The Glasgow International is Scotland’s largest festival for contemporary art. In 2018 it ran from 20 April to 7 May. The festival runs every second year.
With 268 artists work on show at 90 exhibitions and more than 80 events over 78 venues. I found it really hard to decide what to attend and then to organise an itinerary.
The Glasgow Internation 2018 website was very user friendly. It allowed you to search by dates, geographic location, artist, exhibition, event or date.
Part of my quandary was on several days, there were events which I fancied on at the same time. Then the dispersed venues meant that I might not have time to travel between venues if an event end time was close to another event’s start time.
In order to make the most of the Glasgow International you do have to be super organised. You need to double check the opening hours and days of venues. I thought that I had done this, but I still managed to arrive at the Glasgow Sculpture Workshop around 11am, when it didn’t open until noon.
Then work out the best way to get between the venues. I did a mix, taking the train from Stirling to Glasgow Queen Street and then walking around the city centre and Southside one day. On another day, I drove to Glasgow, parked at our son’s flat and then walked around the West End.
The other four days, mainly weekends, I took the car to drive around dispersed venues. I managed to be in the East End on a day when Celtic were playing at home, when the roads were jam packed and it was hard to find a space to park. I was on my way to see Carla Scott’s Stretch/Pulled/Inked exhibition at Impact Arts. I am so glad that I persevered in looking for a parking space, as I loved Carla’s work pictured below.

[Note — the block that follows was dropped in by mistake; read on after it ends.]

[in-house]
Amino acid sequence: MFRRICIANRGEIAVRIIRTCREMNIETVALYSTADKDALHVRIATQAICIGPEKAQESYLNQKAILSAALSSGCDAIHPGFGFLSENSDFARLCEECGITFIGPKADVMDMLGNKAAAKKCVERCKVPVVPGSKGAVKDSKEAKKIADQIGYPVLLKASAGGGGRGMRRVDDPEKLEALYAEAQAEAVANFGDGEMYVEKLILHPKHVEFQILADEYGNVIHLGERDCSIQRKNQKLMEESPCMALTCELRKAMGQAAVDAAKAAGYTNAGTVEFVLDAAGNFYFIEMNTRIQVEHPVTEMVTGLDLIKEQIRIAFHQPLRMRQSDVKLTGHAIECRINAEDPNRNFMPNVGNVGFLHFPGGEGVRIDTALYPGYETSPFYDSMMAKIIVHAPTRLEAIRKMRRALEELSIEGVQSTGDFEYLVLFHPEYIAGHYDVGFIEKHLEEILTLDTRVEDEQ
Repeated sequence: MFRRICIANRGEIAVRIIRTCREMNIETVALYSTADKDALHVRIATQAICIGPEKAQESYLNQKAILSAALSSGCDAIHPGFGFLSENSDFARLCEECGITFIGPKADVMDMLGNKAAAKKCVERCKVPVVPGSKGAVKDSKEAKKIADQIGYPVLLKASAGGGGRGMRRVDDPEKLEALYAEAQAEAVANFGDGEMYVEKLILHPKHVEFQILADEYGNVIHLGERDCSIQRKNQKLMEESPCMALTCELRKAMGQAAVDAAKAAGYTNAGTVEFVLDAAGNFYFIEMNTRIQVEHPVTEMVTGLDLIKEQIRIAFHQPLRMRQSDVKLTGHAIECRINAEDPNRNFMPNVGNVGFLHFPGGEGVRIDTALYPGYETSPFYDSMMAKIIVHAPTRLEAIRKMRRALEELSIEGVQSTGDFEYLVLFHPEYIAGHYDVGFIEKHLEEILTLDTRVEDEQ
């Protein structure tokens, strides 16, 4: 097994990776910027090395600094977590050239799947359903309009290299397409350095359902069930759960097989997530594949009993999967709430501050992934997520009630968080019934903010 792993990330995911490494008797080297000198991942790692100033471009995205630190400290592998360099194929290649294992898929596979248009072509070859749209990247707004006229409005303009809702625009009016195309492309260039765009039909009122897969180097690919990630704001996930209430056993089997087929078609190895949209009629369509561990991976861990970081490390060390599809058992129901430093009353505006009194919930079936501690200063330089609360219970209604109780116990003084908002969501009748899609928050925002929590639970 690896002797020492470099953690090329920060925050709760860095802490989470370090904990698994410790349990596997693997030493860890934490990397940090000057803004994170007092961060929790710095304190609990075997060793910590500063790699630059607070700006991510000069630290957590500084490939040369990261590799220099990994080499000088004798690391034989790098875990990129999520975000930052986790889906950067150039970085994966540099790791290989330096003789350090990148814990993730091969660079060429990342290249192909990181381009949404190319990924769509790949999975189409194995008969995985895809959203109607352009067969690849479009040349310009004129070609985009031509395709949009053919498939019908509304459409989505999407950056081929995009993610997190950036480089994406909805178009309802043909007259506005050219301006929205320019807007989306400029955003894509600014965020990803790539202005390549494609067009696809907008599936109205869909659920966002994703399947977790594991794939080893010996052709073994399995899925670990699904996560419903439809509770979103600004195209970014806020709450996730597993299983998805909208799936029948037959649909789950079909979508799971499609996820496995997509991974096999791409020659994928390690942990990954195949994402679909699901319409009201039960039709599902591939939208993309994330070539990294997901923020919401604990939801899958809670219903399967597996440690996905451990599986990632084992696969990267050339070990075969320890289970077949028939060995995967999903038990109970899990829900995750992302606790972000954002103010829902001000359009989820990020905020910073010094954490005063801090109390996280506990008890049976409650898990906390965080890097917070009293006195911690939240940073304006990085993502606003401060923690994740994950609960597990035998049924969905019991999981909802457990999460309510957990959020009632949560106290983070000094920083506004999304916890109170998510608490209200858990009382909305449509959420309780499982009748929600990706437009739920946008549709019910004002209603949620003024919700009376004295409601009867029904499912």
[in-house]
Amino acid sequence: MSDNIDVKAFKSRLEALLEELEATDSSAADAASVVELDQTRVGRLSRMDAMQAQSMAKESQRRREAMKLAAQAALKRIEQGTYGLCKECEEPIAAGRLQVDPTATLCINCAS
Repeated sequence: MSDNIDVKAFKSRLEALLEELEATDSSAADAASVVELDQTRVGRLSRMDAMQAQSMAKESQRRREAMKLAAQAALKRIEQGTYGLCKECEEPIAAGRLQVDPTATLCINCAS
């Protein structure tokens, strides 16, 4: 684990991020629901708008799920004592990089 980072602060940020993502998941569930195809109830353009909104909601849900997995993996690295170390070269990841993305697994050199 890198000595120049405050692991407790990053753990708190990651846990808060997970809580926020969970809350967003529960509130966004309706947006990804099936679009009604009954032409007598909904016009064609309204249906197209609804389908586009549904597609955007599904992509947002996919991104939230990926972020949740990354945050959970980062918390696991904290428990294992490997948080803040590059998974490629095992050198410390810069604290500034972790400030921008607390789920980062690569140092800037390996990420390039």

I wanted to achieve a balance of seeing several events and exhibitions per day, without dashing around like a headless chicken. You should also beware of sensory overload. You might get more out of doing less.
The Pipe Factory exhibition was spread over four floors. I arrived there with only 45 minutes until closing time at 6pm. I wish that I’d spent a lot longer there. The annoying thing was that I had spent around 40 minutes getting to and from another exhibition in the East End which I didn’t appeal to me. But then how long should you allow to see each exhibition? It’s so hard to know until you get there.
There were several exhibitions at SWG3. My favourite was Judy Blame’s.
I liked the rope sculpture at the Briggate, formerly Glasgow’s fish market.
There were some interesting pieces at the Savoy Tower.
I really liked the ceramics at the nearby Savoy Centre.
The dome in The Savings Bank was beautiful I went there to see Michelle perform Keener, but unfortunately she had to cancel the performance due to vocal cord issues.
I visited Lauriston Arches on the first day of the Glasgow International. Some artists were still in the middle of setting up their work. I didn’t have time to return to that venue to see all the exhibitions.
It would be fab to live in such a colourful house as portrayed Duggie Field’s show at the Modern Institute in Osborne Street.
The multitude of coloured loaves at the David Dale Gallery was eye catching.
I enjoyed Linder’s talk at the Glasgow Women’s Library. Linder was commissioned to create a flag and a short film for Glasgow Women’s Library.
One of the highlights of the Glasgow International was Necroplis Action performed by XSexcentenary.
I also had a great time at a workshop offered by the Glasgow Open Dance School (GODS) at the Old Barn in Pollok Park.
I’m looking forward to Glasgow International 2020.